Data Driven: Using Big Data to Gain Competitive Advantage

One-in-two business leaders don’t have sufficient information from across their organizations to do their jobs, and one-in-three business leaders are forced to frequently make critical decisions without the data they need.

Big data

Those are some of the findings from the IBM Business Analytics and Optimization for the Intelligent Enterprise study. For the study, IBM surveyed 225 business leaders worldwide and found that companies are operating without access to the right information.

Data analytics represents a significant opportunity to close those gaps and create new business advantage. The goal is to leverage “big data.”

What is big data?

As a computational biologist, I’ve talked about big data in biomedical research for years. It received special attention in February 2011: Science magazine ran a special issue called Dealing with Data.

In data scientists dealing with data, I quoted from an article on the current informatics challenges in genomics written by Scott Kahn, Vice President and CIO at Illumina, a biotechnology company that develops, manufactures and markets integrated systems for the analysis of genetic variation and biological function. Scott wrote that, in just a few years, there’s been an over 400,000% daily increase in next-generation sequencing (NGS) data generation!

Big data is also impacting  business, government and everyday life. In the everyday world, big data is the 2.5 quintillion (that’s eighteen zeros) byes of structured and unstructured data created every day. Big data refers to the general problem of data becoming too large or too unstructured for conventional systems to analyze. It’s remote sensor data, posts to social media, digital pictures and videos, financial transactions, cell phone GPS signals…in fact, we’re creating so much data today that 90% of it was created in just the last two years [2].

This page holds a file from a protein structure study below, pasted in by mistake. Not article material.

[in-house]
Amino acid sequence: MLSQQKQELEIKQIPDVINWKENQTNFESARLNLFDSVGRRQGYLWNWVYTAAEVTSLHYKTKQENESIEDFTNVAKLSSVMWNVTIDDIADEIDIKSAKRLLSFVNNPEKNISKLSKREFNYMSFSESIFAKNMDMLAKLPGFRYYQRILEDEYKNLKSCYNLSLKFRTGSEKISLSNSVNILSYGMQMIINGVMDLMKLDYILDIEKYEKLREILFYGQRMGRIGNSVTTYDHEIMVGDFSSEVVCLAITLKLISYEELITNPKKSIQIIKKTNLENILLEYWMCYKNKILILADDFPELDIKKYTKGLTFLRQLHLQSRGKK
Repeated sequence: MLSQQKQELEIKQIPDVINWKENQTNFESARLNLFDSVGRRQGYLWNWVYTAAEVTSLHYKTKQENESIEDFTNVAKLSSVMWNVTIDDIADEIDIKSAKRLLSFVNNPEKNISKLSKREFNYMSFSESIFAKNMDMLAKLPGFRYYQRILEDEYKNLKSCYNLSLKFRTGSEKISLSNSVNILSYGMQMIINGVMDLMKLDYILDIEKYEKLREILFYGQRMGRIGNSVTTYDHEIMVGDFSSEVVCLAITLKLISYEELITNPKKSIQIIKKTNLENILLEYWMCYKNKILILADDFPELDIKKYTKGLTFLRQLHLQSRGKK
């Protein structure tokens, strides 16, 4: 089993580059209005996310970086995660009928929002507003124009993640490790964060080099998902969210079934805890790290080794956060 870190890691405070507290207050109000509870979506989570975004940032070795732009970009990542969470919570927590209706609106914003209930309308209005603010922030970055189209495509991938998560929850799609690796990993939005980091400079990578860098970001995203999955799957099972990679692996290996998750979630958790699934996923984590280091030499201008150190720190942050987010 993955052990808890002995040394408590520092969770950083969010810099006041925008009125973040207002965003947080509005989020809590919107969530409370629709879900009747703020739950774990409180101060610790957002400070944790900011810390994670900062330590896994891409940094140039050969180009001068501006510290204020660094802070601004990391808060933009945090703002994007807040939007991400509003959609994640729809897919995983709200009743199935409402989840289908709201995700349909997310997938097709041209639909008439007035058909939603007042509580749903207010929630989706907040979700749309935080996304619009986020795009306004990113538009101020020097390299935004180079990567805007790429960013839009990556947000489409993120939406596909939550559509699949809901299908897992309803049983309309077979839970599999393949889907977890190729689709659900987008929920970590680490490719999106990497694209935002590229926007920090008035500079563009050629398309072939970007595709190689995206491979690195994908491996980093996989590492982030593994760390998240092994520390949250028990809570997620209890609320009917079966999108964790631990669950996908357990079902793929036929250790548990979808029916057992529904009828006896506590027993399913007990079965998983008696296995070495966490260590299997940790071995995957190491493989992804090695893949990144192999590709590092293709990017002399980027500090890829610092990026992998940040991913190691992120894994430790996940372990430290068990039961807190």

Big data: the next frontier

The McKinsey Global Institute, a management consulting firm, recently published a report on big data, calling it the “the next frontier for innovation, competition, and productivity” [3]. According to McKinsey, the use of big data is becoming a key way for companies to outperform their competitors.

Think you’re business is too small for big data? Consider these questions:

  • Can you construct a profile of an average customer over the last 5 years? What characteristic(s) affect revenue for the product(s) sold or service(s) delivered?
  • How do your customers interact with your brand’s touchpoints?
  • Do you have the capability to assess data associated with your website?
  • Can you aggregate and analyze the comments made about your company on Facebook or Twitter?

Big data analytics enable companies to make better business decisions using critical data that may not be captured by conventional business intelligence processes. Indeed, big data analytics can help companies gain competitive advantage, for example, by measuring everything (attitudes, reactions, time spent at your website, products/services viewed, leads, etc.), providing industry or product insights, tracking and predicting purchases and trends, and improving operations.

Unfortunately, big data is still a little too big for small business. Research by Techaisle, a market research and industry analyst organization, found that only 12% of small businesses using business intelligence are interested in big data analytics [4]. The reason? The ability or expertise required to implement big data strategies. However, Techaisle said that there is a potential for big data to get a big boost from the cloud. “A move to cloud with big data analytics as a service is not far-fetched as small and medium-sized businesses will look to eliminate costs from building in-house infrastructure to support big data analysis.”


  1. Kahn SD. On the Future of Genomic Data. Science. 2011 Feb 11;331(6018):728-9.
  2. What is big data? IBM. Accessed 2012 May 20.
  3. Big data: The next frontier for innovation, competition, and productivity. McKinsey Global Institute. 2011 May.
  4. 1/3 of US mid market businesses using business intelligence are interested in big data analytics; lack of exertise is main barrier. Techaisle. 2012 Apr 26.

Walter Jessen is a digital strategist, writer, web developer and data scientist. You can typically find him behind the screen something with an internet connection.

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